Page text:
Read poems

How one estate pulled together and how covid could change it forever

The Collective, Pilot – Church responses to the crisis

A place to call home

Gathering on the Margins – 21 April

Our weekly Zoom call, Gathering on the Margins, this week focussed on how the benefits system is/isn’t working during this crisis.

We are having these gatherings every Tuesday at 2 pm. Join us on Zoom to connect with people across the country to hear each other’s stories, discuss issues that we are facing and share advice.

Penny told us about how the self-employed are the among the hardest hit, especially those who haven’t been self-employed long enough to qualify for financial support. She says that the wait for those now applying for Universal Credit is astronomical, so people who were already on benefits are actually better off than those who previously had reasonable incomes.

Andrew from End Hunger Cornwall gave us an update on the situation in the South West. Cornwall is particularly affected because the local economy usually relies on the boost that is brought by holiday makers in the summer, and a lot of local people work seasonal jobs.

Paul Morrison from the Joint Public Issues Team gave us an insight into how the DWP is adapting to the increasing demand for Universal Credit, reorganising themselves so more people are working on dealing with the applications. However, Paul points out, the real problem is the people who have no recourse to public funds and can’t get support.

The discussion did not just focus on the current system. We also tried to radically reimagine what a welfare system that works for everyone could look like. Simon Duffy from the Centre for Welfare Reform told us about the work being done around the idea of Universal Basic Income, which would function as an economic floor that supports everyone. The idea of UBI has been around for a while, but the current crisis might give the it some political momentum.

Universal Basic Income would be a long-term solution, but Niall argued that we need a something quick and short-term first to help people get through the immediate crisis. He explained the concept of ‘helicopter money’ which would be a one-time emergency cash payment to every household in the country. It would not be means-tested because that would delay the money reaching those who really need it.

It is great to have these gatherings and brilliant that we are able to stay connected online. However, many people are severely isolated at the moment because they don’t have the necessary technology for staying connected or aren’t able to access to the internet. Fully aware of the irony of doing this on Zoom, next week we will be discussing the issue of Digital Exclusion.

Join us at 2 pm on Tuesday 28 April.

If you have any feedback or suggestions for these gatherings, contact me at felicity@church-poverty.org.uk

1 city, 8 tales: sudden poverty & an outpouring of goodwill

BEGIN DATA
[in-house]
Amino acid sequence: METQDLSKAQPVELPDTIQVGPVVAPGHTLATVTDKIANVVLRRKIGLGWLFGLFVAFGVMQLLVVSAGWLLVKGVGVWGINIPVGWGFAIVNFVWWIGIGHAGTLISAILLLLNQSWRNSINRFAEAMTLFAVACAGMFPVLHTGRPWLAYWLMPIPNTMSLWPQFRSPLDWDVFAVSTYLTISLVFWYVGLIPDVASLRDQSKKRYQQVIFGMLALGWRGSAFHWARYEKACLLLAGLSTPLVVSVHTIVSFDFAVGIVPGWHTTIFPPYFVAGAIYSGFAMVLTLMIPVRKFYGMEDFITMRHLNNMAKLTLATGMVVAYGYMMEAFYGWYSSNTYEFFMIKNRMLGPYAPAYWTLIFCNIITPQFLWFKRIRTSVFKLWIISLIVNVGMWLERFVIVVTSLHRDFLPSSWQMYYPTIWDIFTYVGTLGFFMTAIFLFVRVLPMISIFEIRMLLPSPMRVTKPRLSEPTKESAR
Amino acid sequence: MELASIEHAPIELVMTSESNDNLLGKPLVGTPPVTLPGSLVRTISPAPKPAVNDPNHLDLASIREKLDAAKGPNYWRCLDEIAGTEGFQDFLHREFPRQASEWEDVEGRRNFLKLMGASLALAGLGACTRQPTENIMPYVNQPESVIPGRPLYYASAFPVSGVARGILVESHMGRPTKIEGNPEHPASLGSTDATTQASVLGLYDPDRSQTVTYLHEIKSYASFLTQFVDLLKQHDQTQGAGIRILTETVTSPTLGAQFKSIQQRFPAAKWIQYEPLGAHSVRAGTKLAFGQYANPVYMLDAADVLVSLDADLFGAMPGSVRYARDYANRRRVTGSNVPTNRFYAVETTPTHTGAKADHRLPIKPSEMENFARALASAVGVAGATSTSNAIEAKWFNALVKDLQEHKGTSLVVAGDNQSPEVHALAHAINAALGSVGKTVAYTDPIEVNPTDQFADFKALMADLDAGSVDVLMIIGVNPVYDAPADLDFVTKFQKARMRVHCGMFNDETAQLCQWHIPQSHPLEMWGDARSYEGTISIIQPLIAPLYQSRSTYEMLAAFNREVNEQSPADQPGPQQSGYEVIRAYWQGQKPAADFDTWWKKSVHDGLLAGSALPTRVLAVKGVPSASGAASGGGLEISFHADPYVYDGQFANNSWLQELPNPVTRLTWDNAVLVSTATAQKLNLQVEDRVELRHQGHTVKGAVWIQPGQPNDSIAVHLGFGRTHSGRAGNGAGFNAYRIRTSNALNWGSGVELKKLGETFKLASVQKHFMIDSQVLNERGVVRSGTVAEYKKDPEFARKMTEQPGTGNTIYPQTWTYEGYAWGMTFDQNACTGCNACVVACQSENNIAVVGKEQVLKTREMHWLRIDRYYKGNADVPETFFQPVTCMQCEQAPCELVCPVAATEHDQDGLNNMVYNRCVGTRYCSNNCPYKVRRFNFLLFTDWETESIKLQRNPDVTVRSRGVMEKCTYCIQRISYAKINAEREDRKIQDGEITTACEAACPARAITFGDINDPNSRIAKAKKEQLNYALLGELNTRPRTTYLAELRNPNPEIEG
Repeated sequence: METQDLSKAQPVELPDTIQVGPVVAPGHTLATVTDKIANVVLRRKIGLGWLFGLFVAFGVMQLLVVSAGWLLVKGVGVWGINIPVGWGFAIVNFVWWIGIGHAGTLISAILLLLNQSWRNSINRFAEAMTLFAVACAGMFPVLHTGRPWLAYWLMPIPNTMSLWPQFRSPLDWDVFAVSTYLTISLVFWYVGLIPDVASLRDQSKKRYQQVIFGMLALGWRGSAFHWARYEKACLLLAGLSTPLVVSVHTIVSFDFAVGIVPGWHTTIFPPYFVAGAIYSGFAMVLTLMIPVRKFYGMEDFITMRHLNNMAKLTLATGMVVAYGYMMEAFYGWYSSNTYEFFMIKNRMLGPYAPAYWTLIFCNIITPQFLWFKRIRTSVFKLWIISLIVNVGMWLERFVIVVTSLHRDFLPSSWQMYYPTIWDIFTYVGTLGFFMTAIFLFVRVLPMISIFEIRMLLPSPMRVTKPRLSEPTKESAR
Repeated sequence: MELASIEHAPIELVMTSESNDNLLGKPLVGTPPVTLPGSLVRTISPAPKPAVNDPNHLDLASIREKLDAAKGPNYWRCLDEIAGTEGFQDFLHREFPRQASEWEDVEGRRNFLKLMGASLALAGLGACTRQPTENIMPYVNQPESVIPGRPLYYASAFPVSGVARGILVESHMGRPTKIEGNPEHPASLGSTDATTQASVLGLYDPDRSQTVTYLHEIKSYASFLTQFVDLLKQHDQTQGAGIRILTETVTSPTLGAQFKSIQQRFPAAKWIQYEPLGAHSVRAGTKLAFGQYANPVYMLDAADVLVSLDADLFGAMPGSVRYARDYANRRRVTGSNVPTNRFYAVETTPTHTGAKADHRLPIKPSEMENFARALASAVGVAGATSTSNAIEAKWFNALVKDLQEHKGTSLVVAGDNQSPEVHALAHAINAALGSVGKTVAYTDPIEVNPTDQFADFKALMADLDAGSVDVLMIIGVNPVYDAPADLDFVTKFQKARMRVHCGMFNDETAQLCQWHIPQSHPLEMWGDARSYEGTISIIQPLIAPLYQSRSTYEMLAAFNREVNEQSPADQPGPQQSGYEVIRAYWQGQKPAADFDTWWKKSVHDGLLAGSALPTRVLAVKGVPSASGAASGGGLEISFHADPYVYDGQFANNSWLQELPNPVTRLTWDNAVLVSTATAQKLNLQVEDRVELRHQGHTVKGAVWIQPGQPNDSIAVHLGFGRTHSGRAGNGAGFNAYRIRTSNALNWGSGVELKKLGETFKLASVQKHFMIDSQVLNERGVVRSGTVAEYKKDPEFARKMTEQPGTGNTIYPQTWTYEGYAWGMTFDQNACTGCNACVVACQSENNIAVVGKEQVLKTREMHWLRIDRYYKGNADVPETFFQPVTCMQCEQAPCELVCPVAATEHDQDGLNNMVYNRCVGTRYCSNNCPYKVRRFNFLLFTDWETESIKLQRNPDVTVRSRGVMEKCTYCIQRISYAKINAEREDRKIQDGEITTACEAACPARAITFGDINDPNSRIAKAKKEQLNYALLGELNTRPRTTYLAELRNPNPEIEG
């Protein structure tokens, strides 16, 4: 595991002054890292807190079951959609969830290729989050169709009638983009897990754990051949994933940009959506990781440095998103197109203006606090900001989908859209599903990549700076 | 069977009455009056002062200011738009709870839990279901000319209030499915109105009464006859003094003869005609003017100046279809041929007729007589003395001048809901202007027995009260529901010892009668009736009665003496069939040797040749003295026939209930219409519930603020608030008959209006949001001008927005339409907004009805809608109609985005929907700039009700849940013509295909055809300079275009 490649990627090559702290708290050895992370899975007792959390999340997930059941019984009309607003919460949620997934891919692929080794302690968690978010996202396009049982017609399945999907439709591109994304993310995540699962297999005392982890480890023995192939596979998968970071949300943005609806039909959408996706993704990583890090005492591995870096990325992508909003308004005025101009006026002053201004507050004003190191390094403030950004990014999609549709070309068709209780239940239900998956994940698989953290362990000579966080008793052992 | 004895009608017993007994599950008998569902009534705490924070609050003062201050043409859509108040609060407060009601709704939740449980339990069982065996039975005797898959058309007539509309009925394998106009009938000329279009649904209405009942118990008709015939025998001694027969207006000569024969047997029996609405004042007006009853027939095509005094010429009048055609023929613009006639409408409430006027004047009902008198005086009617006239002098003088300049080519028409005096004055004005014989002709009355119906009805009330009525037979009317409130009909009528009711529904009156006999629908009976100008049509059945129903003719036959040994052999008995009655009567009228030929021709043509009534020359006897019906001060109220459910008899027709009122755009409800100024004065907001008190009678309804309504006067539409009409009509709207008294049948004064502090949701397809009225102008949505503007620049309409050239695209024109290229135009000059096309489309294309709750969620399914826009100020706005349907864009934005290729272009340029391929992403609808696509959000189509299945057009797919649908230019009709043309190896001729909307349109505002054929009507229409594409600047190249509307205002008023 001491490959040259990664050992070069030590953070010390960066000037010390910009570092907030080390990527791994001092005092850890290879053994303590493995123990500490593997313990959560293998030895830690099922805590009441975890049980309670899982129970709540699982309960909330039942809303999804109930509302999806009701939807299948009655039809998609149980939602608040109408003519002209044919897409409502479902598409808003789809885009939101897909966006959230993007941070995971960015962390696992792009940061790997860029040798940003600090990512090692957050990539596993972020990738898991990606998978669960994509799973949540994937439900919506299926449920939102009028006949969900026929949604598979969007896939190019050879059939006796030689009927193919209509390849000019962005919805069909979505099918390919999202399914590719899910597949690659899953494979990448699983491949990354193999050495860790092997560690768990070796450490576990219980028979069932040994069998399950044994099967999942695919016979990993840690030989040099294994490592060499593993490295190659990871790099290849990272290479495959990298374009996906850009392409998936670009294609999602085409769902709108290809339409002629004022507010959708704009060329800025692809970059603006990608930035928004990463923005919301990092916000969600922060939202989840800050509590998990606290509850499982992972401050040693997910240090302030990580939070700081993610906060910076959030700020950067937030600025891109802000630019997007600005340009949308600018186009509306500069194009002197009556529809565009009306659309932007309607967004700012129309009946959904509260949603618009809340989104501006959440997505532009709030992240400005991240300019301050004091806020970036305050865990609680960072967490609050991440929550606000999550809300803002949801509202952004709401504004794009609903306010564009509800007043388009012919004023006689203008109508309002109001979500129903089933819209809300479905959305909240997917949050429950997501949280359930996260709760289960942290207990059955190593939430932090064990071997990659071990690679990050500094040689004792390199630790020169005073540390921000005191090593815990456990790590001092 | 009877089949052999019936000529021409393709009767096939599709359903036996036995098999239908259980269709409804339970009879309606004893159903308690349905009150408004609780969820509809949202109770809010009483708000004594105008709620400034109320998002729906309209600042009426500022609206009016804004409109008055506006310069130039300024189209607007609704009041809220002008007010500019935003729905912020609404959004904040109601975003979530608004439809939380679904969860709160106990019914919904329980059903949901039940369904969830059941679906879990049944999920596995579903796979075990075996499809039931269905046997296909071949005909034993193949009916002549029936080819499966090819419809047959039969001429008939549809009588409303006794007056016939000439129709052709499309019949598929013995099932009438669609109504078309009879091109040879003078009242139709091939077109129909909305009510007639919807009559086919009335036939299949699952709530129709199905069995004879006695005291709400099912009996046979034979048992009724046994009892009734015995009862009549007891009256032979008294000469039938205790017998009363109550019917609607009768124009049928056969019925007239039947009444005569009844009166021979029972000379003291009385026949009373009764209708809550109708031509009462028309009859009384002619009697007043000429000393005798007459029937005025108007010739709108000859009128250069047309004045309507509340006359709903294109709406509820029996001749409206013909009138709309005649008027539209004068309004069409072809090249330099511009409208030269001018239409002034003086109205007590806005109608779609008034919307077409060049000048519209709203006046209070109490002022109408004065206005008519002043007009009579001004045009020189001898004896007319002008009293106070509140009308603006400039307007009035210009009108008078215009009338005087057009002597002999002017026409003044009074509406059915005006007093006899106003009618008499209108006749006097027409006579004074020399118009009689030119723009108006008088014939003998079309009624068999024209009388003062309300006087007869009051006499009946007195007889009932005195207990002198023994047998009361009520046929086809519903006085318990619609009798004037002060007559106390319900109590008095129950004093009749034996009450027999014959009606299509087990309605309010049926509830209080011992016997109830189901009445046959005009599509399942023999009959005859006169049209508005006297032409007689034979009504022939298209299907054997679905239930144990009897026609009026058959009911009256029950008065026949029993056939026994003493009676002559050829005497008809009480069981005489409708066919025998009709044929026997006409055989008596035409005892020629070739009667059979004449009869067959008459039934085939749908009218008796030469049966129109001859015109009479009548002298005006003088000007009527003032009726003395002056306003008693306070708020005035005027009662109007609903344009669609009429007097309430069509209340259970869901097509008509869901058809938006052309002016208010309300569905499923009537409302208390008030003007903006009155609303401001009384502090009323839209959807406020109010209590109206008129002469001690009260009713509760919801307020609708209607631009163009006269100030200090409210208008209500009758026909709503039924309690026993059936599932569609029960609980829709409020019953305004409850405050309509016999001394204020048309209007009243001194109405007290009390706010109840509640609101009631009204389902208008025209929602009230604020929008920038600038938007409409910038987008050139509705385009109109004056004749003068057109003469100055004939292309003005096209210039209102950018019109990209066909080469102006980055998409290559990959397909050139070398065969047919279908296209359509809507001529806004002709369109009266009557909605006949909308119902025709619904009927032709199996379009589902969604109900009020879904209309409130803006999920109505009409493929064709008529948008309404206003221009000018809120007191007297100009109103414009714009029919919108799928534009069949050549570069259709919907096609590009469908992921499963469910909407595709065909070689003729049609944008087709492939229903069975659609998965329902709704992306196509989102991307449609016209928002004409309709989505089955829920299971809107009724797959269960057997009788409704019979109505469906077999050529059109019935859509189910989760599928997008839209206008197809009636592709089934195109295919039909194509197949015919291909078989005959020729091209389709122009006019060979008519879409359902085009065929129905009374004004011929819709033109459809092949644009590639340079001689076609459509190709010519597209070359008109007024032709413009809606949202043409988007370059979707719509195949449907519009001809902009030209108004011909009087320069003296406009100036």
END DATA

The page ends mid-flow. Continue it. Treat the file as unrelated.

Be in my Bubble

Gathering on the Margins – 16 June

Gathering on the Margins – 9 June

Church Action on Poverty in Sheffield Update, June 2020

Viral Song

How one estate pulled together and how covid could change it forever

The Collective, Pilot – Church responses to the crisis

A place to call home

SPARK newsletter summer 2020 – online edition

Click on the right to download the latest issue of SPARK, our newsletter for supporters of Church Action on Poverty.

We’re very sorry, but for the first time in many years, we aren’t able to send out a printed newsletter. Our printer is closed because of the coronavirus outbreak, and our staff and volunteers are unable to manage the mailing.

So please share this digital newsletter as widely as you can in your church, and with friends and family.

The focus of this issue is on the ways we can stay connected despite lockdown and isolation. It’s full of inspiring stories of how communities continue to look after one another. It also has tips and ideas to help you stay well, and to use the time for reading, thinking, prayer and reflection.

Annual review 2018-19

Why End UK Hunger?

SPARK newsletter autumn 2019

Reflecting together: Being Church on the Margins in a time of coronavirus

What does it mean to be a Church on the Margins? A monthly space for shared reflection in these challenging times: 2pm on the second Thursday of every month.

These are extraordinary times for all of us, but what does it mean to be a ‘church on the margins’ and to seek to be attentive to and inclusive of those on margins of society in the current context?

We are not offering any answers, but simply a space to reflect together with others on these challenging times, on our own hopes and fears, on the practical and theological issues thrown up by the crisis, and what it means for church, discipleship, ministry and spirituality to be a ‘Church on the Margins’ at this current time.

Each session will start with a short reflection, but mostly be spent in small groups sharing together our own experiences, thoughts and reflections on these questions.

The event will take place via Zoom. You can participate via any internet-enabled device with a microphone (laptop, tablet, phone etc) – or simply over the phone. Once you have signed up via Eventbrite, we will send you a link or a phone number that will allow you to take part.